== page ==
I recently spent time with the Information Manager for Macmillan Cancer Support based in Aintree Hospital, which has been based there for about four years.  There were a number of useful points that arose from our discussion and I hope it will result in an increase in referrals from this source.


The Information Manager and the Information Officer have both worked within the hospital in other roles for many years.  As a result they know a large number of the professionals and have made fantastic inroads with regard to promoting their service.  This is particularly true in the case of the Cancer Nurse Specialists (CNS).  It therefore occurred to me that our time would be best spent promoting our service to other professionals in the hospital.  Clearly the CNS were referring regularly to the Macmillan Centre who will in turn refer cases to the Cancer, Older People and Advocacy project as and when appropriate.

We discussed one of the cases that they were involved in and we reflected upon how they intended to proceed.  They acknowledged that there was a role for advocacy in this case and although on this occasion they had completed the work, we could have provided an outreach element that they were unable to.  The gentleman in question was aged 52 so I was able to reiterate that we are able to work with people aged over 50. mac image

Helen Vernon

Helen Vernon

During the visit I was given information about a number of projects that I was not aware of, for example a clothing bank run by Macmillan that provides ten items of clothing for people who had experienced weight loss or gain.  This is such a useful resource and I am sure I will be referring to them in the future.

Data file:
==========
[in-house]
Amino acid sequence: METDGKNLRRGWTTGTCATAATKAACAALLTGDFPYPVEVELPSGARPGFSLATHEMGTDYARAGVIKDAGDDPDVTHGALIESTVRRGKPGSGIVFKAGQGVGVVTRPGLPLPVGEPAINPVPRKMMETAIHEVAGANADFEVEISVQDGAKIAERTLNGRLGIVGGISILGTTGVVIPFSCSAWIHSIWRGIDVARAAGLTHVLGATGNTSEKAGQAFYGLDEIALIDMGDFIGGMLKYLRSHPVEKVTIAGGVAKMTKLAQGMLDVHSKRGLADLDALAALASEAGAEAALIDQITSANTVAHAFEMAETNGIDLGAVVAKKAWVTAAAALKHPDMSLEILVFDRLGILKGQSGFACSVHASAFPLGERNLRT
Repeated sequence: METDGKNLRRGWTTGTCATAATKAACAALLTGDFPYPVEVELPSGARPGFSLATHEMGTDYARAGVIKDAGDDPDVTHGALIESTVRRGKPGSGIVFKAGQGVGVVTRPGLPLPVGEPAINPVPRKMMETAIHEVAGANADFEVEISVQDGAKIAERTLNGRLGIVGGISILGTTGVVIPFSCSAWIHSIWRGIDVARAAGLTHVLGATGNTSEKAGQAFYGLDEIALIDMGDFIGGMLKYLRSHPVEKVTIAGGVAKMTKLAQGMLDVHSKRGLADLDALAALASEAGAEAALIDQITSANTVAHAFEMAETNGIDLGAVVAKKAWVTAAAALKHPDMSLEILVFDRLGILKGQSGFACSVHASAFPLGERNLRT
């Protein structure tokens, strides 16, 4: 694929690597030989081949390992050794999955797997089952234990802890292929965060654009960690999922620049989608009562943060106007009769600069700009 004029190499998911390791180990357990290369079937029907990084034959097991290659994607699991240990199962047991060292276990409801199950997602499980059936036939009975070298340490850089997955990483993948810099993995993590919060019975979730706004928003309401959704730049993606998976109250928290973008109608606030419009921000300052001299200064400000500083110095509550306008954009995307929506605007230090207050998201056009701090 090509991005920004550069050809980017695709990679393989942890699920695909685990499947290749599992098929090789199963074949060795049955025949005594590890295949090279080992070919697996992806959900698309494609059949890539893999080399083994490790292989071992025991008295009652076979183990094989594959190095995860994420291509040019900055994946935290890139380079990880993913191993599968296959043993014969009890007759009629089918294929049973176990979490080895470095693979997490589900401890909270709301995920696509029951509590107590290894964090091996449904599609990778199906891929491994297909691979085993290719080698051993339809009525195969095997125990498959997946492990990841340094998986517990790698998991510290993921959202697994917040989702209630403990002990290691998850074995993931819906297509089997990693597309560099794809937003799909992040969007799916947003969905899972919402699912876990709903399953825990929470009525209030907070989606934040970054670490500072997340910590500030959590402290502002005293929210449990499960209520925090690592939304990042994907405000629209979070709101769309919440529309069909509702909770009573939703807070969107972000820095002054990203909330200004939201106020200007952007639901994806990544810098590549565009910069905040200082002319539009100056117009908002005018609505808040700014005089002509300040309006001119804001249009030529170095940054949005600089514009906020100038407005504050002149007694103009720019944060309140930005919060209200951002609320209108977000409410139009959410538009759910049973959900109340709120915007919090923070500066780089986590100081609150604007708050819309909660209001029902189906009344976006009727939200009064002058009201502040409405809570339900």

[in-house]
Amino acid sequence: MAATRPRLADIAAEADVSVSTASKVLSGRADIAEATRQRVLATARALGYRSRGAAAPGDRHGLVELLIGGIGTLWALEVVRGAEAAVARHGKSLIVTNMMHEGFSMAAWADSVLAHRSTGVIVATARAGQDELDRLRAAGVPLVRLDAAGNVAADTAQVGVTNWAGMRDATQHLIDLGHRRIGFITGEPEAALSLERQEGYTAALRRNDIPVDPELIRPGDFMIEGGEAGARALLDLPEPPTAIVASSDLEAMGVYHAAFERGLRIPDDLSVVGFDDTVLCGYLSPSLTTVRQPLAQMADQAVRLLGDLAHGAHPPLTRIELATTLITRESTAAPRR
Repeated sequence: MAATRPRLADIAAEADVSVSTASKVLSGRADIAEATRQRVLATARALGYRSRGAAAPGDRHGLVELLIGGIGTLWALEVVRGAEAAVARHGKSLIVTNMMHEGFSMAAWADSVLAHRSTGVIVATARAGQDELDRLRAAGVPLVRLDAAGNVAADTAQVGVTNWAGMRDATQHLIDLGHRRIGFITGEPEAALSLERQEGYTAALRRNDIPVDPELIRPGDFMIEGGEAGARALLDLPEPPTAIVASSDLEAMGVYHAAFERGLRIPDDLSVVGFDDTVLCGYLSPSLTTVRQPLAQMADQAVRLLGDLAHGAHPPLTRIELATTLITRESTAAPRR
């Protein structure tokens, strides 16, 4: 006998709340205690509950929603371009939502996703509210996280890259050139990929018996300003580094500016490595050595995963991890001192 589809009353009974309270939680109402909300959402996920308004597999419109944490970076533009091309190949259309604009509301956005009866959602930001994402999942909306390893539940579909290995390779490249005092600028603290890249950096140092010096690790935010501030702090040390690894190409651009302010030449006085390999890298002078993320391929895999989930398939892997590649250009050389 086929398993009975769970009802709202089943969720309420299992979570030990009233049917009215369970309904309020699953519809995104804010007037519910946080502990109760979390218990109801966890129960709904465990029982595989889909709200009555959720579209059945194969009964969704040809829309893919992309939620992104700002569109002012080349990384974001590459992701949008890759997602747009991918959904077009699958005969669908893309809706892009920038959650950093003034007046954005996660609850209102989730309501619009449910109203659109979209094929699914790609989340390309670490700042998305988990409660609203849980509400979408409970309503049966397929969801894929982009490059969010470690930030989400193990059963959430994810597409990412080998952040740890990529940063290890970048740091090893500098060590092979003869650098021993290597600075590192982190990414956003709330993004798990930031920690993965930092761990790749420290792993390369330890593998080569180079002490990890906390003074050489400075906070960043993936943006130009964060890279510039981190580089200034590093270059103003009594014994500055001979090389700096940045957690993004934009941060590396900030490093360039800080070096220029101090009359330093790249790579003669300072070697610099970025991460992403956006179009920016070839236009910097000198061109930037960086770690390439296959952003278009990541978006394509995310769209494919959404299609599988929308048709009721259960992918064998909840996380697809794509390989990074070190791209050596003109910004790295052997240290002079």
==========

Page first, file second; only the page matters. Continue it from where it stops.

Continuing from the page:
The Information Centre in the north of our borough sits outside of the hospital and so potentially the referral stream from CNS to Macmillan is different.  Therefore we will continue to speak with the CNS in this area.

Helen Vernon, SPAC

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Our first six months…

Deborah McGarrity, Age UK Northumberland’s advocate tells us about a busy first six months in their new Cancer, Older People and Advocacy Project:

Age UK Northumberland has just passed the 6 month milestone; we joined the programme in April this year. As a team we have been actively promoting the project and the excellent service it provides for people affected by cancer. Here are a few of our highlights:

Just last month we joined Macmillan on Beryl the Macmillan bus when she came to Newcastle and Cramlington. This was an excellent opportunity to work with the Macmillan team and also to promote the project, over 300 people visited the bus when it was parked in Northumberland Street, Newcastle.

Beryl, the Macmillan Bus

Beryl, the Macmillan Bus

We have attended numerous ‘Winter Warmer’ events throughout Northumberland, spoken to staff in oncology day units, social services, CAB, U3A, at a GP Conference, Nurse Forums, Carers Northumberland, care homes, hospices, cancer support groups, had a full page article in the local press,  the list goes on. We have recruited and trained some fantastic volunteers.


Slowly the service is beginning to get known throughout the vast county that is Northumberland and we are trying to be creative in how we promote the service, it can be hard and referrals are slow, but the value of the project keeps us going and enthusiastic! At the moment we are trying to arrange an official ‘launch’ so watch this space..